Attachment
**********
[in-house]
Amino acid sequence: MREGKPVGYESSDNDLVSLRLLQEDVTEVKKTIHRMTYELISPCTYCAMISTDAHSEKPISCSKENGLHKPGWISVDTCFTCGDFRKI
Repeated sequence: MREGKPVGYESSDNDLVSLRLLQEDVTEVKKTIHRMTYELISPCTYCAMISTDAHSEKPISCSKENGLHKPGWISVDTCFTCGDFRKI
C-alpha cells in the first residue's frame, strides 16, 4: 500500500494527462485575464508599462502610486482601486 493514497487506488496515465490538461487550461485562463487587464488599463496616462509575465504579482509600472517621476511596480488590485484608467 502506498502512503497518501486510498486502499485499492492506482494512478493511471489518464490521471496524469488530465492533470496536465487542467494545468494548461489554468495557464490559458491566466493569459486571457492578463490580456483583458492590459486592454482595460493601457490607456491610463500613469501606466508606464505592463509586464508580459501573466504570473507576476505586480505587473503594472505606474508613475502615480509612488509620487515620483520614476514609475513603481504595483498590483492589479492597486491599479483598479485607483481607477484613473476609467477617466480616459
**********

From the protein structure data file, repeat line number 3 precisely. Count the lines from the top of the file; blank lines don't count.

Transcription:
Repeated sequence: MREGKPVGYESSDNDLVSLRLLQEDVTEVKKTIHRMTYELISPCTYCAMISTDAHSEKPISCSKENGLHKPGWISVDTCFTCGDFRKI